Major confusion

Blythe Alspaugh

Meredith Kinder’s love for animals and nature shows pushed her to study zoology. With an older brother studying astrophysics, science seemed like the right path.

After receiving less-than-satisfying grades despite her constant studying and working on homework, she was ready for a change.

“I wasn’t happy in my classes, and I was struggling so much,” Kinder said. She switched her major to English before the 2013-2014 school year. “I had always done well in English classes, so it seemed like the right choice.”

Mark Manley, Physics Department undergraduate coordinator, said low grade point averages are often a reason why students change their majors.

“If you look at [students’] grade point averages, they just are not doing well in their coursework,” Manley said. He also said that students who struggle with certain core concepts to their major realize that they aren’t best suited to pursue that course of study.

Another reason students change his or her major is because they don’t enjoy their classes. Colin Schalk, a sophomore communication studies major, switched from photojournalism for this reason.

“[The classes] were not very fun,” Schalk said. “I feel that my communication studies major is a little bit easier to do now, and it works better with my various other activities that I have to do.”

For sophomore Champaign Bounds, her major switch was prompted after a friend asked her what she wanted to do for a career. She started out in psychology because of her interest in how the brain works, and switched to pre-medicine psychology to pursue neurology.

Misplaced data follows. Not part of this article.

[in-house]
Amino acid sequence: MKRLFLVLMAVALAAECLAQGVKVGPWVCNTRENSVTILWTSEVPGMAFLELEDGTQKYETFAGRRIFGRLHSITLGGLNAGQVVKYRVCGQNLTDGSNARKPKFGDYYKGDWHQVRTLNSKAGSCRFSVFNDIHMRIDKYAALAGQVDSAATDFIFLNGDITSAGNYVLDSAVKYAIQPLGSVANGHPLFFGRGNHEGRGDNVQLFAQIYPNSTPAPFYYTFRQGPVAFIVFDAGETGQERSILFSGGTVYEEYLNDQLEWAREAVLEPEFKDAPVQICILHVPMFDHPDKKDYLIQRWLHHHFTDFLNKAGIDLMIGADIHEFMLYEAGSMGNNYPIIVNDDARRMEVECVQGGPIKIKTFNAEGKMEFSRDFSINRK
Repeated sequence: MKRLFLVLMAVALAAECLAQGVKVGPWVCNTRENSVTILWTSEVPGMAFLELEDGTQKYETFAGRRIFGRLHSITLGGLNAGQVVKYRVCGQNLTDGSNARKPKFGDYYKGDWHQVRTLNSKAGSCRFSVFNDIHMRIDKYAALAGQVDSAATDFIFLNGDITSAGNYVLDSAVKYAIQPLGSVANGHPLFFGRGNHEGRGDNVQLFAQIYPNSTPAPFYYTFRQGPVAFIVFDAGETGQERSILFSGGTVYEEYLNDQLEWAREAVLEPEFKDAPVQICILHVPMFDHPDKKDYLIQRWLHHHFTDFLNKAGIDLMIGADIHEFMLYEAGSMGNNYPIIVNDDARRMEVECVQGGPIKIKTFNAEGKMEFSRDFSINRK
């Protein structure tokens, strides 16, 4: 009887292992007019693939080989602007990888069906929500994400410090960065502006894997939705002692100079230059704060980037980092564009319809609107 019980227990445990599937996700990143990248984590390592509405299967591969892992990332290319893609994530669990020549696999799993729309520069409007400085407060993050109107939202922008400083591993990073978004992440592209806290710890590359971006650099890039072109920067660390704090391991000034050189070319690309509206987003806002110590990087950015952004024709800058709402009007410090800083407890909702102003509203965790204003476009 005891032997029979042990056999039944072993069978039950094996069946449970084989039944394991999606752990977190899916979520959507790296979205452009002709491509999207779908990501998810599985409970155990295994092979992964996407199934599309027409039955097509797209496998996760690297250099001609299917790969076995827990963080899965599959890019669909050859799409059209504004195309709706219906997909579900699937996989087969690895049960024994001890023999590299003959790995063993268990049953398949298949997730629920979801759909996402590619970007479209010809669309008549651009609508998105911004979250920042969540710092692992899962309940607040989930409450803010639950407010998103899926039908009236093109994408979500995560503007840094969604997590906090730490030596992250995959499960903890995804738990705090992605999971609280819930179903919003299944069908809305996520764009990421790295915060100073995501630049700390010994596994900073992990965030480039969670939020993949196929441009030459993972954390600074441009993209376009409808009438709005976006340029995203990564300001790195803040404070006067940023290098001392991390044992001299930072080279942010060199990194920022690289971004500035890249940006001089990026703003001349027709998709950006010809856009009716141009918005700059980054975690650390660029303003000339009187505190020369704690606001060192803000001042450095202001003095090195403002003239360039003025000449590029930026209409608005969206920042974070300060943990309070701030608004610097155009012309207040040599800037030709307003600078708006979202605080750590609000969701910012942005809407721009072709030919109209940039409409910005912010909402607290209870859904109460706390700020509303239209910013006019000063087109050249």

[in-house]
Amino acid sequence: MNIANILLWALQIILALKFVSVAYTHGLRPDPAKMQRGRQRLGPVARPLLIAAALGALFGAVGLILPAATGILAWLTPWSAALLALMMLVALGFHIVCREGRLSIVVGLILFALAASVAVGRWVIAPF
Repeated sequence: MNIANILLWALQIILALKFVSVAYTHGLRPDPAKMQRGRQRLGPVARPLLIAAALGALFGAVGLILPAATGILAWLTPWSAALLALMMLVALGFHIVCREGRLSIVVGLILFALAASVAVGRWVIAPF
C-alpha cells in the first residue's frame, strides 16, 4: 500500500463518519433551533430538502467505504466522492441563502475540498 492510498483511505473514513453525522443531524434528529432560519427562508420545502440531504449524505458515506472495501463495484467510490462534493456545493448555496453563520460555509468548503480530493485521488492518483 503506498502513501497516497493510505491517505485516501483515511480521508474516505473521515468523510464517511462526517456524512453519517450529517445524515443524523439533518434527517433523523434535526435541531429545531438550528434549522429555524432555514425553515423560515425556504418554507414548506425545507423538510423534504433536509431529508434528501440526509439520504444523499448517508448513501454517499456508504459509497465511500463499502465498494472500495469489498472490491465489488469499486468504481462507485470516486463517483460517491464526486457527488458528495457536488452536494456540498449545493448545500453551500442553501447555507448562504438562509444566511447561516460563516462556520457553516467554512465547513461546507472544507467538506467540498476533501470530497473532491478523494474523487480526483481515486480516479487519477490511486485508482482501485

However, she wasn’t done. That question — what do you want to do? — made her realize that at the core of it all, she wanted to help people. Her friend pointed her to human development and family studies.

“She said I would like the classes a lot more,” Bounds said.

She didn’t.

“I switched to something else that was very people-based, which was communications,”  Bounds said. “I love it. It’s the best major ever.”

Switching so frequently can have its consequences. For Bounds, she has fallen behind on her track to graduation. She has, however, found a solution.

“If I take 18 credit hours each semester that I have left, I’ll be able to graduate on time without doing any extra semesters,” she said.

Many have found that switching majors has lifted a stressful weight off of their shoulders. Such is the case for Kinder.

“I was working so hard and making myself miserable studying [for zoology],” Kinder said. “As an English major, for the most part, things have been a lot more relaxed and any heavy workloads have come from my own procrastination. Since English comes naturally to me, though, I don’t find myself needing to spend every waking moment studying and stressing.”

Sometimes it takes one try to find the right fit, and sometimes it can take several more. For these three students, the trial and error has been worth it.

“I love my classes and the things that I am learning,” Kinder said. “I’m a lot happier than I was this time last year.”

Contact Blythe Alspaugh at [email protected]